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  • Susan Wineland

Recycling Resolutions

Considering some New Year’s resolutions?  Think about incorporating more and better ways to recycle. We can all start by learning our local recycling rules and making sure that we all comply. One of the worst things we can do is wishcycling. That’s when we optimistically put non-recyclable objects into recycling bins. When we do this we contaminate all of the otherwise recyclable material.

Contamination is one of the biggest problems with the recycling process. When recyclable material is contaminated, it renders the whole load useless which means it becomes trash and goes into landfills. Not only does the contamination negate other people's efforts to recycle correctly, the fee for trash hauling is costly for towns and taxpayers.  Make everyone’s recycling efforts pay off by not contaminating any recycling home or store blue bins, or the transfer station recycling trailer.

What are Some Common Contaminants in Recycling? 

Plastic bags are the number one contaminant. Plastic bags act as tanglers, getting caught in machinery equipment and shutting them down. That would include sandwich type bags of any size, bubble wrap, and plastic wrap which all are prime candidates for commercial drop-off areas. You can drop off plastic bags at store bins especially dedicated to that purpose and/or the Orange Transfer Station plastic bag shed. So don’t include any plastic bags in any recycling container and don’t bag your recyclables!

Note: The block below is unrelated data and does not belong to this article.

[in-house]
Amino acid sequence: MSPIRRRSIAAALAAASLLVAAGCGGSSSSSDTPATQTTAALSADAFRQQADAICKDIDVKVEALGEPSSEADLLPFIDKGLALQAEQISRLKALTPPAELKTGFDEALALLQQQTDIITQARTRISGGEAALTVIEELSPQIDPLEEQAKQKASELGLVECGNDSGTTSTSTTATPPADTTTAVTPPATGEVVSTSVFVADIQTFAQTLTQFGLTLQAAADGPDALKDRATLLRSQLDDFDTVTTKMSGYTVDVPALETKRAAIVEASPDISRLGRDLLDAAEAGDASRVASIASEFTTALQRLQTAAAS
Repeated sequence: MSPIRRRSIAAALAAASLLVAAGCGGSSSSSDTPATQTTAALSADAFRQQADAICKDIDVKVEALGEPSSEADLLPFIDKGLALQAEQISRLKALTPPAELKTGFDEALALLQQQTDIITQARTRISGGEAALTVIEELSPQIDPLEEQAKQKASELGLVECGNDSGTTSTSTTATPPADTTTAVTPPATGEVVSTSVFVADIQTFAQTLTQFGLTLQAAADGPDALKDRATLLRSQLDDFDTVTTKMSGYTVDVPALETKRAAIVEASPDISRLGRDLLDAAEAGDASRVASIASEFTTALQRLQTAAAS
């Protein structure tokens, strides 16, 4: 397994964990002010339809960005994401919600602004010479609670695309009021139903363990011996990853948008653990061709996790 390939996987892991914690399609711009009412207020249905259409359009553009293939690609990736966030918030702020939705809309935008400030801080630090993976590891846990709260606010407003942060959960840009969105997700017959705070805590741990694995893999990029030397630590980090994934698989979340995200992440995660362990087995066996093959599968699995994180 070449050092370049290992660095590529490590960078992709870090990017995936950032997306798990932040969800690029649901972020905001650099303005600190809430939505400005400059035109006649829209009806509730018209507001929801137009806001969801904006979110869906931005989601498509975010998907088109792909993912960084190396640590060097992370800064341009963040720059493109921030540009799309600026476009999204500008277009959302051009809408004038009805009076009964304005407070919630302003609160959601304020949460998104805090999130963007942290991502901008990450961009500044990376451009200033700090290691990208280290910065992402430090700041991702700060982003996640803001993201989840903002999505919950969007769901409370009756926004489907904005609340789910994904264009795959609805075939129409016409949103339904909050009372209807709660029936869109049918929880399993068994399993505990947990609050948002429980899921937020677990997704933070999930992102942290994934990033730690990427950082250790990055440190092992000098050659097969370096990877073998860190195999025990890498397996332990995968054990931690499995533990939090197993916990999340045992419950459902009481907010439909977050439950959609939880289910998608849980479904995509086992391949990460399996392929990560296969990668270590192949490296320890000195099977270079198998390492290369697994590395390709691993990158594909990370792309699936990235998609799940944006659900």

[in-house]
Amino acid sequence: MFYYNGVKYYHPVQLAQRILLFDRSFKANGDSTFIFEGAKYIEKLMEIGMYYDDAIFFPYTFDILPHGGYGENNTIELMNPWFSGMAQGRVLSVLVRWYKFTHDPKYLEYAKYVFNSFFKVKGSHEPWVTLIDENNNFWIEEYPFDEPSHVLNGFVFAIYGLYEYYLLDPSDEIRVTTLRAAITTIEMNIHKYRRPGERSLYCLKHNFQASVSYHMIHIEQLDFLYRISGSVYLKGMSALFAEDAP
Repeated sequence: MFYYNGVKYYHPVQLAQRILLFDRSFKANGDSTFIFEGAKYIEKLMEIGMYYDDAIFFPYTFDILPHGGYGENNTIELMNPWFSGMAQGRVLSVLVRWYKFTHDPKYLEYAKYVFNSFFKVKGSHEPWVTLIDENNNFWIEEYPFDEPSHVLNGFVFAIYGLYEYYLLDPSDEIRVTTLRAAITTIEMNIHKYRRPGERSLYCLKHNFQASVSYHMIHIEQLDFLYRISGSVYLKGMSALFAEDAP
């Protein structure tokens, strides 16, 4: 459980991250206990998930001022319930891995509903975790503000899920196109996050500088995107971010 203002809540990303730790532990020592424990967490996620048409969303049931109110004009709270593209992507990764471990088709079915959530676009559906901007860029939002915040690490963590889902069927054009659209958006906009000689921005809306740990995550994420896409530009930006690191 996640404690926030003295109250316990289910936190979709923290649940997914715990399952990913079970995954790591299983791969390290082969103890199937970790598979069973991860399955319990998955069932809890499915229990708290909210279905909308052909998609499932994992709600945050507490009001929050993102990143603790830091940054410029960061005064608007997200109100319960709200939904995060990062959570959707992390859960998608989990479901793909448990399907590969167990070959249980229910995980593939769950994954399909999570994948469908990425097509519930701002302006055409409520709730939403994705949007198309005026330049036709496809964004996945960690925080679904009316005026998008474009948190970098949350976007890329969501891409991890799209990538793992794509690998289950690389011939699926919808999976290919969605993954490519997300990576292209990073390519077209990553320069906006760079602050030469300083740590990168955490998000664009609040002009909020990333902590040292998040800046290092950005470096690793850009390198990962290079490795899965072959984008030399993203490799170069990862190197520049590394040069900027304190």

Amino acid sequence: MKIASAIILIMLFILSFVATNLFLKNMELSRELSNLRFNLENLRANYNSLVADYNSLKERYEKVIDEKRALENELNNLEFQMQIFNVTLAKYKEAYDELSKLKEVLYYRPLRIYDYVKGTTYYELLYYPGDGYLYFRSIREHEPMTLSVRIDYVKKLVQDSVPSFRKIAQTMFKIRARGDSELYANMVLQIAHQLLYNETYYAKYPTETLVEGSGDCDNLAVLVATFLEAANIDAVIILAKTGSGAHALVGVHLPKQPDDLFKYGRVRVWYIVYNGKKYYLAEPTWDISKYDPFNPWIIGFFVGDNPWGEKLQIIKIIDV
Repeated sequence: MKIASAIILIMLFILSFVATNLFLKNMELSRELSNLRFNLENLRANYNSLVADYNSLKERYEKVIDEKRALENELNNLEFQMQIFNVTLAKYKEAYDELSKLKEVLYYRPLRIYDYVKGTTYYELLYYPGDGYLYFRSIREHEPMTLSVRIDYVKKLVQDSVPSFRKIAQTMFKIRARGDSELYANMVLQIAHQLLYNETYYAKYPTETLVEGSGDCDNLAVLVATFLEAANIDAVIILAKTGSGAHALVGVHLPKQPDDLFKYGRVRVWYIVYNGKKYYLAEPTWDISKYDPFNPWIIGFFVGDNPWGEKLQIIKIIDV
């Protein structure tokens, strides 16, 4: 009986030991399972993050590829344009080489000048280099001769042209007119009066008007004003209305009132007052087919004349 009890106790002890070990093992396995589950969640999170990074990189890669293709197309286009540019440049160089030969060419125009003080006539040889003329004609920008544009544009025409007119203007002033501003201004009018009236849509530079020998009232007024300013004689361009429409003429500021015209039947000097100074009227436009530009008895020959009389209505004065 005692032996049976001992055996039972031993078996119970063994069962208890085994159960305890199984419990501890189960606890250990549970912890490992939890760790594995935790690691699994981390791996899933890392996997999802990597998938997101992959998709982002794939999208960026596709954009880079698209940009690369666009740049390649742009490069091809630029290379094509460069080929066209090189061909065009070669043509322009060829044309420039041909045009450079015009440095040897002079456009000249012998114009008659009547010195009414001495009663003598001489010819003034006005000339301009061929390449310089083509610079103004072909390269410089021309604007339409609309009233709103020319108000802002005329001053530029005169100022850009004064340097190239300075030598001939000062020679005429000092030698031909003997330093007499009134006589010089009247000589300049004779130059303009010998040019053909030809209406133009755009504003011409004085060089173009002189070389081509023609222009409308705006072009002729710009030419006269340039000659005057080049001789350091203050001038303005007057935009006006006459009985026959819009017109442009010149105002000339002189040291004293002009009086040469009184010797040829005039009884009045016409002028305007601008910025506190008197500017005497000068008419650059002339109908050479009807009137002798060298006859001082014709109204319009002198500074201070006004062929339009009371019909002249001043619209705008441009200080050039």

Small items can also cause machines to go awry. Don’t recycle anything smaller than a credit card. This includes straws, bottle caps, coffee pods, plastic cutlery, paperclips, and many other tiny things that creep into our daily lives. These objects are too small to be sorted and can jam the recycling equipment. Plastic caps go back on the bottle but not metal bottle caps which can be taken to companies that take scrap or should be thrown away in trash. Plastic straws are also too small and too often end up in the environment posing a hazard to fish and other animals.

Food waste can also send an entire load of recyclables to the landfill.  Food also leads to odors and attracts rodents. Clean and dry your recycling materials. You can compost at home with one of many types of composting systems. Or, take your food compost to the Orange Transfer Station green compost bins. Do keep them out of landfills. Not only do food wastes weigh a considerable amount, they produce methane gas, a potent pollutant which contributes to the forming of ozone, decreases air quality, and leads to various health issues in animals and humans.

Enlist everyone in your family and make the habit a convenient process. Know the rules of recycling and be conscious of what you throw into the recycling bin. If we all endeavored to recycle wisely, more materials could and would be recycled and not end up as waste in a landfill. Now that would be something to celebrate!


For more information about recycling, visit .    

Article originally published in the Milford-Orange Times.


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